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How to Measure Plasma Efanesoctocog Alfa [Altuviiio]

For those like me [Geo] who are just learning of it, efanesoctocog alfa (“EFA,” ALTUVIIIO™), US FDA-approved in February of 2023 is Sanofi/Sodi’s extended half-life synthetic FVIII concentrate whose FVIII molecule is fused to a VWF fragment, thus extending the half-life to ~52 hours, requiring once-a-week infusions. Here is the FDA statement: Efanesoctocog alfa (ALTUVIIIOTM; [antihemophilic factor (recombinant), Fc-VWF-XTEN fusion protein-ehtl]), a von Willebrand factor (VWF) independent, recombinant DNA-derived Factor VIII (FVIII) concentrate, has been developed by Bioverativ Therapeutics, Inc (a Sanofi company) and Swedish Orphan Biovitrum AB (Sobi). Efanesoctocog alfa was approved in February 2023 in the USA for use in adults and children with hemophilia A (congenital FVIII deficiency) for routine prophylaxis to reduce the frequency of bleeding episodes; on-demand treatment and control of bleeding episodes; perioperative management of bleeding.

We received this March 11 2024 message from Heidi Hobbs: Hello! I was contacted by one of our oncology pharmacists about factor VIII [FVIII] testing for patients on efanesoctocog alfa (ALTUVIIIO™). She shared a paper cited below. Based on this study, the drug manufacturer recommends using a one-stage clotting assay [OSA] to measure FVIII activity. The package insert also states the FVIII level is overestimated by the chromogenic substrate assay [CSA] by approximately 2.5-fold, and if the CSA is used to divide the result by 2.5. However, the study included 51 OSA results from 14 PTT reagents and 42 CSA results from 8 kits, and to make their recommendation they combined results for all reagents, though the CV was wide. For the specific reagents we use, there were only 15 tests for the OSA and it underestimated FVIII activity by 30-40%. There were only 3 tests performed for the CSA kit we use, which showed a pretty consistent overestimation of 200%. Because of the way the recommendations were derived, with wide variability across the test results based on reagent type, using the recommended interpretation guidelines does not seem safe for patient care. In addition, we were told that the recommendation is to use the CSA during the time the patient is transitioning from emicizumab [Hemlibra™] to Altuviiio and divide the result by 2.5, but I do not have a study or literature to support this practice. I am wondering if you have any experience with Altuviiio and factor analysis for patient management. As a lab, we are uncomfortable with what we have been given and are not quite sure how to proceed and would appreciate any insight you can provide. Thanks.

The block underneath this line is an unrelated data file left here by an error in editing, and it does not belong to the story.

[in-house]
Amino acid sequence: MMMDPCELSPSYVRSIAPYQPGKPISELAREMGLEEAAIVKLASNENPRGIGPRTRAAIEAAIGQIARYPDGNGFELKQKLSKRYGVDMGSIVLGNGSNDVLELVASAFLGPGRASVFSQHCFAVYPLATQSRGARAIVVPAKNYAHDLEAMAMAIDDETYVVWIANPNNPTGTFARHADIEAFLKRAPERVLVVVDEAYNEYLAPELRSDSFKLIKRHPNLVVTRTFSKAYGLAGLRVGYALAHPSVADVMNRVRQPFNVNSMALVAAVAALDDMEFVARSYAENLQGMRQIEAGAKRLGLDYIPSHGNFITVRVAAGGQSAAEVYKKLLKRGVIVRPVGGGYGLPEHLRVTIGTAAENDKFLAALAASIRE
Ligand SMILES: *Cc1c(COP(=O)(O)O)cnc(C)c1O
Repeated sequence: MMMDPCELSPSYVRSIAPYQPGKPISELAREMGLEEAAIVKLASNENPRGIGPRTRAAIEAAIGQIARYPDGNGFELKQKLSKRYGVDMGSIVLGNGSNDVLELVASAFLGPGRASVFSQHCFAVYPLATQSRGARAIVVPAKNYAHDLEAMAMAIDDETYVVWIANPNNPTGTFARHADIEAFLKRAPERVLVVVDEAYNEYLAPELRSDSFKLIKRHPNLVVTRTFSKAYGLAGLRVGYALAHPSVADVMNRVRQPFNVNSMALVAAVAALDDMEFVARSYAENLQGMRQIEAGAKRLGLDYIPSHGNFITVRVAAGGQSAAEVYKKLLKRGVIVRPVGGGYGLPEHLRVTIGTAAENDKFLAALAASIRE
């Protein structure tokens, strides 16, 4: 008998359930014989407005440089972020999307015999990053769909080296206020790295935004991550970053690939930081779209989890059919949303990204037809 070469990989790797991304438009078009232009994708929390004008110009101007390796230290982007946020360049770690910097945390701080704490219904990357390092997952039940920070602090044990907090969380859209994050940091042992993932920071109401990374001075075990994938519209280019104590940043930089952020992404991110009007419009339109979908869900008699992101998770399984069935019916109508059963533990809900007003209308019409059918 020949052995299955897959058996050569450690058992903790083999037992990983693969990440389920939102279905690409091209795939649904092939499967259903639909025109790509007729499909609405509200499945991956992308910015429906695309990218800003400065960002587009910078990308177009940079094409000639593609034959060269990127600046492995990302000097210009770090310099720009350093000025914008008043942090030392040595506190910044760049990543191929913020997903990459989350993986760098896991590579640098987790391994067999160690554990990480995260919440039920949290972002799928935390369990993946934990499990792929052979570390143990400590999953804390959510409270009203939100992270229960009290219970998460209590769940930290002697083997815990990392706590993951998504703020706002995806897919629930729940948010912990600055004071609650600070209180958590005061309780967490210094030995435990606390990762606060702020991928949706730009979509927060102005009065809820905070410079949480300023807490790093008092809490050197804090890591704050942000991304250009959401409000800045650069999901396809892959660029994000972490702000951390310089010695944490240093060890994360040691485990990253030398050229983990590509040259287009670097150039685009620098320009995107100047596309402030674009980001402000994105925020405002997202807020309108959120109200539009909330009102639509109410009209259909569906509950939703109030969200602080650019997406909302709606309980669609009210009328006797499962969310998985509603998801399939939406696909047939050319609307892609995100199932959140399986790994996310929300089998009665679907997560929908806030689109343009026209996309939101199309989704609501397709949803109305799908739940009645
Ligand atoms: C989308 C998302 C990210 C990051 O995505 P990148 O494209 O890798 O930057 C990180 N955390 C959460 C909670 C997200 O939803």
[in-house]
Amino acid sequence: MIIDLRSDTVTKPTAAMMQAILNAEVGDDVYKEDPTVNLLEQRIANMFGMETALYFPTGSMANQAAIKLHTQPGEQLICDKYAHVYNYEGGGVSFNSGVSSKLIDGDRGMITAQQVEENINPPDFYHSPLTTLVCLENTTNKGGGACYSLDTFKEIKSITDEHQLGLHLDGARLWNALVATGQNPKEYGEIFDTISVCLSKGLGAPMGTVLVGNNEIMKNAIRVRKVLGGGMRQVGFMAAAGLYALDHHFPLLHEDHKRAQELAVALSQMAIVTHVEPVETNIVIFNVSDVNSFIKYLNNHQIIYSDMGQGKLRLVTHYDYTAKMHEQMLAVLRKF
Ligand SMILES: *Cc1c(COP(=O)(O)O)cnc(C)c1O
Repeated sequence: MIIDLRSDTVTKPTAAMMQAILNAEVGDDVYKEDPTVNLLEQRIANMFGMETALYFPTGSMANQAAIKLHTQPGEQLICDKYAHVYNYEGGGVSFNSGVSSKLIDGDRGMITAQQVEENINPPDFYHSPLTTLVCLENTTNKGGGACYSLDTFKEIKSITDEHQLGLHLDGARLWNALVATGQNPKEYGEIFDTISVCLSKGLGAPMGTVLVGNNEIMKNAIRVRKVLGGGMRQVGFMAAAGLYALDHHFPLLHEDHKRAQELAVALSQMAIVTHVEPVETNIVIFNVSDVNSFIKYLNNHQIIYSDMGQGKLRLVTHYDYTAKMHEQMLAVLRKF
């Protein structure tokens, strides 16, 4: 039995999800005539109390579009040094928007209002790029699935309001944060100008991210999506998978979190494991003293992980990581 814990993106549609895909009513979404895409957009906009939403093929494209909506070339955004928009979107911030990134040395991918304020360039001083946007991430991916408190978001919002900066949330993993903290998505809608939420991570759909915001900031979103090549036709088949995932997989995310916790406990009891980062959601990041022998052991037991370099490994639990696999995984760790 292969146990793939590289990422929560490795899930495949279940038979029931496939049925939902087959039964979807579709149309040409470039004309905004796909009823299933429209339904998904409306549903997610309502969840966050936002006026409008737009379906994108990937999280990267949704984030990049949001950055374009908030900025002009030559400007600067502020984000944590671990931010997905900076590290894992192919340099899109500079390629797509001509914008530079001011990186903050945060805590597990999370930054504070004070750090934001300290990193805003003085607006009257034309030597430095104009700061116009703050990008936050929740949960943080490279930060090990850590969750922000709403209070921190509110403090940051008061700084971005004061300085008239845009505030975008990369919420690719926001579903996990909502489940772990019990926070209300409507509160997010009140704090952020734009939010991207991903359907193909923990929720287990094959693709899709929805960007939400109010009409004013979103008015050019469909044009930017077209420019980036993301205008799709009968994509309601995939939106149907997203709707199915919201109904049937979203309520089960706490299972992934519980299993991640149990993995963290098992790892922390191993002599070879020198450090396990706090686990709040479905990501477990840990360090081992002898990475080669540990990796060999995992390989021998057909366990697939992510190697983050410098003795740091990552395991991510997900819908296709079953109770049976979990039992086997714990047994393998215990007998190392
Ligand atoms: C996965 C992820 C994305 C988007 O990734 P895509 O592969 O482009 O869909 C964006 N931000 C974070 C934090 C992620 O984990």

The citation: Pipe S, Sadeghi-Khomami A, Konkle BA, Kitchen S, Negrier C, Liu M, Santagostino E, Willemze A, Abad-Franch L, Knobe K, Seth Chhabra E. A global comparative field study to evaluate the factor VIII activity of efanesoctocog alfa by one-stage clotting and chromogenic substrate assays at clinical haemostasis laboratories. Haemophilia 2024;30:214–23. doi: 10.1111/hae.14831. Epub 2023 Oct 30. PMID: 37902390.

I turned to several colleagues and received the following information:

From Ali Sadeghi-Khomami, PhD, Director of Research & Development, Precision BioLogic Inc.

Hi George, I was one of the authors of the article referenced here. Please note that the results presented in that article were from an in vitro global field study and it was only supposed to detect any significant difference in drug measurement by existing FVIII activity assays in the real lab setting. The study used spiked but uniformly made plasma samples to send around the world. It was neither a controlled study nor from patient-drawn blood samples. Thus, individual PK variations and clinical effects were out of scope.